Amy Stewart discusses the botany of booze at Edgartown Books


Amy Stewart could not understand how her friend, a landscape designer, did not like gin. Of course taste buds vary, but as a plant person, surely he must at least be interested in gin. What more was gin than juniper, and coriander, and lavender?

“Everything that’s in a bottle, behind a bar or in a liquor store, is a plant,” she said in an interview with The Times. Finally, in hopes of deflecting her teasing, the friend asked, “Why don’t you write a book about it?” So she did.

“The Drunken Botanist,” a New York Times bestseller by Ms. Stewart, explores the plants that make up favorite alcoholic beverages across the world.

“I wanted to look at the plants that we turn into alcohol — like sugar cane in the case of rum or barley in beer — and then all of the plants that are used in the distillery to change the flavor — like the juniper in gin,” Ms. Stewart said. “In the last part of the book, I look at herbs, fruits, and other plants that we use as mixers and garnishes.” She also includes tips for growing some of these plants in gardens, and recipes for preparing the drinks at home.

All of Ms. Stewart’s six books are based in plant sciences that delve into historical contexts. While writing “The Drunken Botanist,” she contacted a number of experts and primary sources. “I interviewed scientists, botanists, agricultural experts, historians, and even archaeologists,” she said. “I interviewed people like Patrick McGovern, who analyzes residue on shards of pottery from archaeological digs to find out what people were drinking 10,000 years ago.”

During the process, Ms. Stewart discovered countless plants that make up unique drinks around the globe. “There’s quite a number of things that might surprise people,” she said. “For instance, sorghum is a grain that is used around the world to make a lot of alcohols. In Africa it’s used in a homemade beer, in China a high proofed beer called maotai contains it, and we’re now seeing it in the U.S. in gluten-free beers.”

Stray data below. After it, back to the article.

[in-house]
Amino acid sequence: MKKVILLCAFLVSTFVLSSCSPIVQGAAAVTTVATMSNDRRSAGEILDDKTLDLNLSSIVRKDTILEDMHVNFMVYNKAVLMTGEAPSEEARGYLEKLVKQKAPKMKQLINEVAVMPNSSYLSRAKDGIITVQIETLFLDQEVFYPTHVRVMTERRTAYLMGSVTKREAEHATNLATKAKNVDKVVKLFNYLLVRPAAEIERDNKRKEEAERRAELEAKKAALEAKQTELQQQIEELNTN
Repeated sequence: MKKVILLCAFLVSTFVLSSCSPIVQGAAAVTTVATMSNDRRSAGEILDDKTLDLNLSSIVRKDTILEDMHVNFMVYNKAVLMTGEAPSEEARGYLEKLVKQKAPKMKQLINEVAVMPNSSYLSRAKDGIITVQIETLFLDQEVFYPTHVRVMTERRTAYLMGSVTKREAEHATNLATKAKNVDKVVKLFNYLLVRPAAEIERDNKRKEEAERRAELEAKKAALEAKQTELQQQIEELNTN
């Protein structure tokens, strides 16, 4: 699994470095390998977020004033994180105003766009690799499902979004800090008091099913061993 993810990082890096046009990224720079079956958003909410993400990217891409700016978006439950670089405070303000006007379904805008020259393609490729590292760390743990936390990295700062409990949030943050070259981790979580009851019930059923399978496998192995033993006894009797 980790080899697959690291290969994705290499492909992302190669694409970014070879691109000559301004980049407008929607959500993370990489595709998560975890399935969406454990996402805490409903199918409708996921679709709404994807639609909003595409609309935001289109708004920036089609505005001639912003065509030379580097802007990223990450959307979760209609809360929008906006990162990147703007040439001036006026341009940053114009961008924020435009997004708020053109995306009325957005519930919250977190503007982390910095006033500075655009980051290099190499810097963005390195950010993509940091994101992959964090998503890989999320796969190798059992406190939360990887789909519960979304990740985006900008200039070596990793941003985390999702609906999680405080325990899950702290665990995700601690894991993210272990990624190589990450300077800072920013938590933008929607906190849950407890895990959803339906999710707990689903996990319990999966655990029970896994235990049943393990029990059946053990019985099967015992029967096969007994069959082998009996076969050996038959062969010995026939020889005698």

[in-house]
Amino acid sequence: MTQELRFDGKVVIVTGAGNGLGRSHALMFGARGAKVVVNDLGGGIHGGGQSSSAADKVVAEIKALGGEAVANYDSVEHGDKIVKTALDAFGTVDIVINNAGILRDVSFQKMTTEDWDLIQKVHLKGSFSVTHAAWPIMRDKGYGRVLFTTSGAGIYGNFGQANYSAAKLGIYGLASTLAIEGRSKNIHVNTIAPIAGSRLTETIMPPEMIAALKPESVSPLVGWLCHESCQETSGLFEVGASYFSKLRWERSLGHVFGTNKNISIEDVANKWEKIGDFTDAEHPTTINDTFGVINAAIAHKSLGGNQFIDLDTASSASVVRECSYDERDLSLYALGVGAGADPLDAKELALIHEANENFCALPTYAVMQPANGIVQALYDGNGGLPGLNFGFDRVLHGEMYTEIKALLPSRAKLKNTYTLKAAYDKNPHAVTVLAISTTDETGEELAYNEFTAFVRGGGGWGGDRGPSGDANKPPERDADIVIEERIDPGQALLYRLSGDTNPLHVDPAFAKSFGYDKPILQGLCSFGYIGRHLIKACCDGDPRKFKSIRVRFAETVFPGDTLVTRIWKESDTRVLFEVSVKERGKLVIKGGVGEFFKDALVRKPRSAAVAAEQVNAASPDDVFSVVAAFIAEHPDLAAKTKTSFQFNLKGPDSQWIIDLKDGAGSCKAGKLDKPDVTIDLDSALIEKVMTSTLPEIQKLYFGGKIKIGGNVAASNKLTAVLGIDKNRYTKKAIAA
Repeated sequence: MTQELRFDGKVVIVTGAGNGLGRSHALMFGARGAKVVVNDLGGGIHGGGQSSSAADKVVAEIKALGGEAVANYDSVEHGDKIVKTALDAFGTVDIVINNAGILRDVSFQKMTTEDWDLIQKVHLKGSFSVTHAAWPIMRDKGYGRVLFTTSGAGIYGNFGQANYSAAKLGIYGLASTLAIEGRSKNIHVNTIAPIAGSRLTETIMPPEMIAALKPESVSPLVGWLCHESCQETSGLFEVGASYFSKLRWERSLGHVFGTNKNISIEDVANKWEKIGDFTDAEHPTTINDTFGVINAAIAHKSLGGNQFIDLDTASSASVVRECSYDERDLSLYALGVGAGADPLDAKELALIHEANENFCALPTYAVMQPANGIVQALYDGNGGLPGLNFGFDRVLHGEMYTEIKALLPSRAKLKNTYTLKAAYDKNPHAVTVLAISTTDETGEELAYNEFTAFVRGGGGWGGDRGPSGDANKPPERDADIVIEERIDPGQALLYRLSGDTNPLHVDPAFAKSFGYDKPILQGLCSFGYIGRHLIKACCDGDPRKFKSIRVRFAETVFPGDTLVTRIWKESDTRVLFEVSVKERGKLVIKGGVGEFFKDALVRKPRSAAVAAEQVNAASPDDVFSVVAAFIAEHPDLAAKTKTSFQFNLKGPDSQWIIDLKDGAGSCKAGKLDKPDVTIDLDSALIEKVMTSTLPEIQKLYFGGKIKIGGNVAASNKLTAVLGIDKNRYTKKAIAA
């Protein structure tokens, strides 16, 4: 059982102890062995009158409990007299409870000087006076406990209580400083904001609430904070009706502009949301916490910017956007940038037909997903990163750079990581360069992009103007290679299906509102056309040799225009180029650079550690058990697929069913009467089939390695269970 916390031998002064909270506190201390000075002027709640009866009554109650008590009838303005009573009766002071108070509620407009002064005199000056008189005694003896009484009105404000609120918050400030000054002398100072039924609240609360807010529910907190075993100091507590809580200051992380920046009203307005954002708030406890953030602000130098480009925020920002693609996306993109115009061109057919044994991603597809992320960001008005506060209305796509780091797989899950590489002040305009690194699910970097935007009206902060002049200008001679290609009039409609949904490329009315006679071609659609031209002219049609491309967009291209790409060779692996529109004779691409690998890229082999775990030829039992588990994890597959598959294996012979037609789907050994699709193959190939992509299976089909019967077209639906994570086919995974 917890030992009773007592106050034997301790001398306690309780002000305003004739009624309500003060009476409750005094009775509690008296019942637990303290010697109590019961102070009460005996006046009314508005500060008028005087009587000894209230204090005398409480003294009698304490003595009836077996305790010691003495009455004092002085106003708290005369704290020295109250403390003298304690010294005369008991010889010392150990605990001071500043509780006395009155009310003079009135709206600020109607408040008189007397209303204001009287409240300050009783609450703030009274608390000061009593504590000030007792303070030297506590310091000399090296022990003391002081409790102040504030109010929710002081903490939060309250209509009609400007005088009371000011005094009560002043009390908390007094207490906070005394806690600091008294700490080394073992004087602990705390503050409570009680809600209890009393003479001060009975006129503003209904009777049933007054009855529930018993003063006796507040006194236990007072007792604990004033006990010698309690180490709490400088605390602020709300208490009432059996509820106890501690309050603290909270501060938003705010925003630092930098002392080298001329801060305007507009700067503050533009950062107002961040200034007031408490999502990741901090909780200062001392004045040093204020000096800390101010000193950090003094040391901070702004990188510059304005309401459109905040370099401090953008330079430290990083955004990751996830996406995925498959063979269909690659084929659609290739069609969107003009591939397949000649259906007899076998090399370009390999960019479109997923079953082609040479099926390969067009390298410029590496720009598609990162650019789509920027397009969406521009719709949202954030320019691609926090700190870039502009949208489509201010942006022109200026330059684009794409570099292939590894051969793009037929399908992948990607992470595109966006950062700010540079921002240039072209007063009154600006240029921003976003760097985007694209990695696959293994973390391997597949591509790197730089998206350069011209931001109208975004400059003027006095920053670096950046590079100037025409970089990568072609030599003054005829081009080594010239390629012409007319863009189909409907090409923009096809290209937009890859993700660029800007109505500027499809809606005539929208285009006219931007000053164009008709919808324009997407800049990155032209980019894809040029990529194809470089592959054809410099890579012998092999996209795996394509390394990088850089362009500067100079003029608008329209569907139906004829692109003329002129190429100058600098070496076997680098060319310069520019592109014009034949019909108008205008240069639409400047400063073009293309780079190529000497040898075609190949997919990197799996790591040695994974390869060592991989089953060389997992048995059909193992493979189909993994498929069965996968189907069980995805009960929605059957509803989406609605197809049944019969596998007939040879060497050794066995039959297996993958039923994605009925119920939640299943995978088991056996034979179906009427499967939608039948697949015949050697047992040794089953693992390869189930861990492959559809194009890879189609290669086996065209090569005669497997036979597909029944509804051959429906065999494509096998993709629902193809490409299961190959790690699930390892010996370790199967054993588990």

Perhaps one of the most unique plants discussed in the book is the monkey puzzle tree, an ancient and exotic looking conifer native to Chile, which, Ms. Stewart said, “was definitely growing during the era of the dinosaurs.” The cones of the monkey puzzle tree produce a seed similar to a pine nut, which Chileans use to make a native tribal drink. “This drink is made from the oldest plant in the world, and the Chilean government has declared the Monkey Puzzle tree a National Monument, so it may be the only drink made from a National Monument,” she said.

“The Drunken Botanist” has proved itself a hit among those interested in gardening, plant science, and history. “And it’s very popular in the cocktail crowd,” the author said. “Anyone who likes a drink is interested.”

Ms. Stewart will speak about and sign copies of the book at Edgartown Books on Saturday, July 27, at 5 pm. Of her current book tour, Ms. Stewart said, “It’s always exciting when people respond well, and it’s fun for me to travel around and meet so many people that are interested in the same things I am…this will be a fun trip.”

Champagne Mojito

1 oz. white rum

.5 oz. simple syrup (see note)

.5 oz. fresh-squeezed lime juice

2-3 sprigs fresh spearmint

3-4 oz. sparkling wine (“A dry Spanish cava works well. Segura Viudas is an excellent affordable option. Please don’t use a rock-bottom cheap brand.”)

Fresh or frozen strawberries, blueberries, or raspberries. Fruit can be left whole, but if the strawberries are large, slice them.

Crushed ice

Note: To make simple syrup, heat equal parts sugar and water until the sugar melts. Allow to cool. Keep refrigerated and use within two weeks.

Reserve one mint sprig for garnish. In a cocktail shaker, muddle the first four ingredients. Shake with ice and strain into a champagne flute or tall, skinny Collins glass filled with a mixture of crushed ice and whole berries. Top with 3-4 oz. sparkling wine and garnish with mint.